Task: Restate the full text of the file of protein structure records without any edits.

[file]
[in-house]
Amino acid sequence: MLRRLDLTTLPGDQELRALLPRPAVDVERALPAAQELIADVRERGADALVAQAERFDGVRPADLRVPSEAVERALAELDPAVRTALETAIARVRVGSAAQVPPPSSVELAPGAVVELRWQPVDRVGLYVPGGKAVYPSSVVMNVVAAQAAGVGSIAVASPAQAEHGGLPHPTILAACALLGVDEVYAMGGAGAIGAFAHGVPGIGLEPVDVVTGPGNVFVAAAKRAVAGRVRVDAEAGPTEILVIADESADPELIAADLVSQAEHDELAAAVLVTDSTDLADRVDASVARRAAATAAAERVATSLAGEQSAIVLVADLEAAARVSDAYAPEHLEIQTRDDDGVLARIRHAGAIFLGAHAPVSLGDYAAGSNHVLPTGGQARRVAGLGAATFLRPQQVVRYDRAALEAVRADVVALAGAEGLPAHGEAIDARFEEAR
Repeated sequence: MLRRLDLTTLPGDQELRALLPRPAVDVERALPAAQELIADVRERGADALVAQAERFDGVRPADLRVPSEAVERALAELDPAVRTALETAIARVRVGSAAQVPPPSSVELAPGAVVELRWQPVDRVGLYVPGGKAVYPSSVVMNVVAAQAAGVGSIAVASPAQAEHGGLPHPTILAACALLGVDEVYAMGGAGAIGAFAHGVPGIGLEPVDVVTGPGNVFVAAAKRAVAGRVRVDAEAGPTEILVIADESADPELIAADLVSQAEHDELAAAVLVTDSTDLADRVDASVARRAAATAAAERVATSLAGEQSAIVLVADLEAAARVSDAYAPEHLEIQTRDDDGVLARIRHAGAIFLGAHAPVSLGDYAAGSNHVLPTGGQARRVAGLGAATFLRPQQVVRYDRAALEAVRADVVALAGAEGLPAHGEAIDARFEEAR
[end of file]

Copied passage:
[in-house]
Amino acid sequence: MLRRLDLTTLPGDQELRALLPRPAVDVERALPAAQELIADVRERGADALVAQAERFDGVRPADLRVPSEAVERALAELDPAVRTALETAIARVRVGSAAQVPPPSSVELAPGAVVELRWQPVDRVGLYVPGGKAVYPSSVVMNVVAAQAAGVGSIAVASPAQAEHGGLPHPTILAACALLGVDEVYAMGGAGAIGAFAHGVPGIGLEPVDVVTGPGNVFVAAAKRAVAGRVRVDAEAGPTEILVIADESADPELIAADLVSQAEHDELAAAVLVTDSTDLADRVDASVARRAAATAAAERVATSLAGEQSAIVLVADLEAAARVSDAYAPEHLEIQTRDDDGVLARIRHAGAIFLGAHAPVSLGDYAAGSNHVLPTGGQARRVAGLGAATFLRPQQVVRYDRAALEAVRADVVALAGAEGLPAHGEAIDARFEEAR
Repeated sequence: MLRRLDLTTLPGDQELRALLPRPAVDVERALPAAQELIADVRERGADALVAQAERFDGVRPADLRVPSEAVERALAELDPAVRTALETAIARVRVGSAAQVPPPSSVELAPGAVVELRWQPVDRVGLYVPGGKAVYPSSVVMNVVAAQAAGVGSIAVASPAQAEHGGLPHPTILAACALLGVDEVYAMGGAGAIGAFAHGVPGIGLEPVDVVTGPGNVFVAAAKRAVAGRVRVDAEAGPTEILVIADESADPELIAADLVSQAEHDELAAAVLVTDSTDLADRVDASVARRAAATAAAERVATSLAGEQSAIVLVADLEAAARVSDAYAPEHLEIQTRDDDGVLARIRHAGAIFLGAHAPVSLGDYAAGSNHVLPTGGQARRVAGLGAATFLRPQQVVRYDRAALEAVRADVVALAGAEGLPAHGEAIDARFEEAR